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Oregon v. Leverich

July 16, 1973

STATE OF OREGON, APPELLANT,
v.
JOHN RICHARD LEVERICH, RESPONDENT



Appeal from Circuit Court, Clatsop County. Thomas E. Edison, Judge.

Thomas H. Denney, Assistant Attorney General, Salem, argued the cause for appellant. With him on the brief were Lee Johnson, Attorney General, and John W. Osburn, Solicitor General, Salem.

Stephen S. Walker, Portland, argued the cause and filed the brief for respondent.

Schwab, Chief Judge, and Fort and Thornton, Judges.

Schwab

On September 13, 1972: (a) defendant was involved in an automobile accident; (b) an investigating officer issued defendant a traffic citation for reckless driving in violation of ORS 483.992 (1),*fn1 a misdemeanor;

(c) the officer filed a copy of the citation in district court pursuant to ORS 484.180 (1);*fn2 and (d) a passenger riding in one of the other vehicles involved in the accident died at the hospital. On October 25, 1972, defendant was indicted for negligent homicide in violation of ORS 163.145,*fn3 a felony, based on the events that had occurred on September 13. On January 12, 1973, defendant appeared in district court on the reckless driving charge. The district attorney and defense counsel presented a joint stipulation that "the State had sufficient evidence that, if believed by the Court would, without presentation by the defendant, warrant a finding by the Court that the defendant was Guilty of the [reckless driving] charge." Based on this stipulation, the district court found defendant guilty as charged. On January 18, 1973, defendant moved in circuit court to dismiss the negligent homicide indictment on the grounds of double jeopardy. The circuit court granted defendant's motion. The state appeals.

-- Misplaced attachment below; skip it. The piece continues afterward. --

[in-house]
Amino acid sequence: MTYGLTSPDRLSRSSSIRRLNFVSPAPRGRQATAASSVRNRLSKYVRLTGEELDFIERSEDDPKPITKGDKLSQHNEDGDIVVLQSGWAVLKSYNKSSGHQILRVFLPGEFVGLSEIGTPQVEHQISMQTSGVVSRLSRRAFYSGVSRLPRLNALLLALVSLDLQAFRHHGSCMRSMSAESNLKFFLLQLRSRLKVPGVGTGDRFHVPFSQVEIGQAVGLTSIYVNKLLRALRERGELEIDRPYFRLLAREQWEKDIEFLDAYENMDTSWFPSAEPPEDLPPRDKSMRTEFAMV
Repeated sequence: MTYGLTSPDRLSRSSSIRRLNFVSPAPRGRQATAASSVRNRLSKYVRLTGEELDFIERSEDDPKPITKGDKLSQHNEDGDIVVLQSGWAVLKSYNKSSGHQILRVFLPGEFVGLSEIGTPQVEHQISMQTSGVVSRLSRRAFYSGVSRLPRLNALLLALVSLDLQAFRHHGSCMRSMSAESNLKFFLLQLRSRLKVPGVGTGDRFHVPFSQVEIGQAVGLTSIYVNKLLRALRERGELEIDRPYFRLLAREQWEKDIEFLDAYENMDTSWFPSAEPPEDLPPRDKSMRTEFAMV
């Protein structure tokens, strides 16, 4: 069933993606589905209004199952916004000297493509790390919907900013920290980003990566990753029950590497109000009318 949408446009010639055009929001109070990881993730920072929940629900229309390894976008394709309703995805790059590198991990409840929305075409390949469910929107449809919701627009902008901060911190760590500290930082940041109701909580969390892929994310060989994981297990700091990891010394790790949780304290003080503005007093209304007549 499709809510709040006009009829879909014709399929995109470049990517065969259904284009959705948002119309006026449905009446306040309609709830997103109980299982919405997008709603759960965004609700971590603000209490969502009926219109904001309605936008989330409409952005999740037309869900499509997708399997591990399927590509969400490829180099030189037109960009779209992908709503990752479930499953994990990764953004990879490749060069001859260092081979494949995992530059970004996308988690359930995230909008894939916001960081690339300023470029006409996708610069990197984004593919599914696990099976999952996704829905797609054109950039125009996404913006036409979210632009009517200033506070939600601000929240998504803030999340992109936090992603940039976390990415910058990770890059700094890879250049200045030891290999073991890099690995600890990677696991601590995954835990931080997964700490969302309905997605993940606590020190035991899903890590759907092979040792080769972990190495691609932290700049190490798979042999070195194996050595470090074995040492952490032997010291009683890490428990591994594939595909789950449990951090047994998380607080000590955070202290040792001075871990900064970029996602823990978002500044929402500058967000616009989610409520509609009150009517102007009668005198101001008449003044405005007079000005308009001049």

Interpreting the double jeopardy provision of the Oregon Constitution, State v. Brown, 262 Or 442, 457-58, 497 P2d 1191 (1972), holds that:

"* * * [U]nder Article I, Section 12, of our constitution, a second prosecution is for the 'same offense' and is prohibited if (1) the charges arise out of the same act or transaction, and (2) the charges could have been tried in the same court, and (3) the prosecutor knew or reasonably should have known of the facts relevant to the second charge at the time of the original prosecution."

Based on these criteria, the circuit court's decision must be affirmed.

The reckless driving charge and the negligent homicide charge arose from the same act or transaction. See, State v. Sanchez, 14 Or App 234, 511 P2d 1231, Sup Ct review denied (1973), and State v. Rook, 14 Or App 211, 511 P2d 1245, Sup Ct review denied (1973). Both were based on the act of operating a motor vehicle in a certain manner. These two charges arising from a single act are indistinguishable from the Brown facts, that is, the act of carrying a concealed pistol simultaneously constituting the misdemeanor of carrying a concealed weapon and the felony of being a convicted person in possession of a firearm.

Whether the two charges in this case could have been tried in the same court requires more extensive consideration. In support of its conclusion in Brown that the two charges in that case could have been tried in the same court, the ...


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